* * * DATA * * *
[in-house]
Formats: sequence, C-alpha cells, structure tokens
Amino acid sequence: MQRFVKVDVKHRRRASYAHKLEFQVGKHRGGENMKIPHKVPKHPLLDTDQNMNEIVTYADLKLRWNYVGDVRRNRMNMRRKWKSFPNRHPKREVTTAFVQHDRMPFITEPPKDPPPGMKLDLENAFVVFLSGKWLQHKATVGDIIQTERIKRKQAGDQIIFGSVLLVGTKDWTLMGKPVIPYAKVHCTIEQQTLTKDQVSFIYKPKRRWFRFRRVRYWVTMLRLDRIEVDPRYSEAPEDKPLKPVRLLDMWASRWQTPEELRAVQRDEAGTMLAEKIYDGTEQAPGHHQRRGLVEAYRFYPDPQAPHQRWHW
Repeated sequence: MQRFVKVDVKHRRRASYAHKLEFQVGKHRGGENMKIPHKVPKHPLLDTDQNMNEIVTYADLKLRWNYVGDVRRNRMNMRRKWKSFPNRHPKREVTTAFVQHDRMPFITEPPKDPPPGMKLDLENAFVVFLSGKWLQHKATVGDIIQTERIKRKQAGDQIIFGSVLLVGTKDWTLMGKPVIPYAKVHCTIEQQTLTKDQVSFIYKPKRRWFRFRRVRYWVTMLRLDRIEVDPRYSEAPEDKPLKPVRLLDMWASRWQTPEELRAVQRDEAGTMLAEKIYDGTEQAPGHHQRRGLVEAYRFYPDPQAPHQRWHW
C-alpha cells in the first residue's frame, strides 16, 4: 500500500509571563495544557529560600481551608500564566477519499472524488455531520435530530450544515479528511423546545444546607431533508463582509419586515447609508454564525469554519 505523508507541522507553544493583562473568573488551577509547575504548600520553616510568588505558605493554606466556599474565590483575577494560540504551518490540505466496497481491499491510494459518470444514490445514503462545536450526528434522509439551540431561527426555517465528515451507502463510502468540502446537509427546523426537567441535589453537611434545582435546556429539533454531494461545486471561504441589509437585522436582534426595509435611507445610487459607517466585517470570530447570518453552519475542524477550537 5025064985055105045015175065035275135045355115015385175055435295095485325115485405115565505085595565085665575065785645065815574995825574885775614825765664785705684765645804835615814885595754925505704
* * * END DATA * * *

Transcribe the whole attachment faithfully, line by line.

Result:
[in-house]
Formats: sequence, C-alpha cells, structure tokens
Amino acid sequence: MQRFVKVDVKHRRRASYAHKLEFQVGKHRGGENMKIPHKVPKHPLLDTDQNMNEIVTYADLKLRWNYVGDVRRNRMNMRRKWKSFPNRHPKREVTTAFVQHDRMPFITEPPKDPPPGMKLDLENAFVVFLSGKWLQHKATVGDIIQTERIKRKQAGDQIIFGSVLLVGTKDWTLMGKPVIPYAKVHCTIEQQTLTKDQVSFIYKPKRRWFRFRRVRYWVTMLRLDRIEVDPRYSEAPEDKPLKPVRLLDMWASRWQTPEELRAVQRDEAGTMLAEKIYDGTEQAPGHHQRRGLVEAYRFYPDPQAPHQRWHW
Repeated sequence: MQRFVKVDVKHRRRASYAHKLEFQVGKHRGGENMKIPHKVPKHPLLDTDQNMNEIVTYADLKLRWNYVGDVRRNRMNMRRKWKSFPNRHPKREVTTAFVQHDRMPFITEPPKDPPPGMKLDLENAFVVFLSGKWLQHKATVGDIIQTERIKRKQAGDQIIFGSVLLVGTKDWTLMGKPVIPYAKVHCTIEQQTLTKDQVSFIYKPKRRWFRFRRVRYWVTMLRLDRIEVDPRYSEAPEDKPLKPVRLLDMWASRWQTPEELRAVQRDEAGTMLAEKIYDGTEQAPGHHQRRGLVEAYRFYPDPQAPHQRWHW
C-alpha cells in the first residue's frame, strides 16, 4: 500500500509571563495544557529560600481551608500564566477519499472524488455531520435530530450544515479528511423546545444546607431533508463582509419586515447609508454564525469554519 505523508507541522507553544493583562473568573488551577509547575504548600520553616510568588505558605493554606466556599474565590483575577494560540504551518490540505466496497481491499491510494459518470444514490445514503462545536450526528434522509439551540431561527426555517465528515451507502463510502468540502446537509427546523426537567441535589453537611434545582435546556429539533454531494461545486471561504441589509437585522436582534426595509435611507445610487459607517466585517470570530447570518453552519475542524477550537 5025064985055105045015175065035275135045355115015385175055435295095485325115485405115565505085595565085665575065785645065815574995825574885775614825765664785705684765645804835615814885595754925505704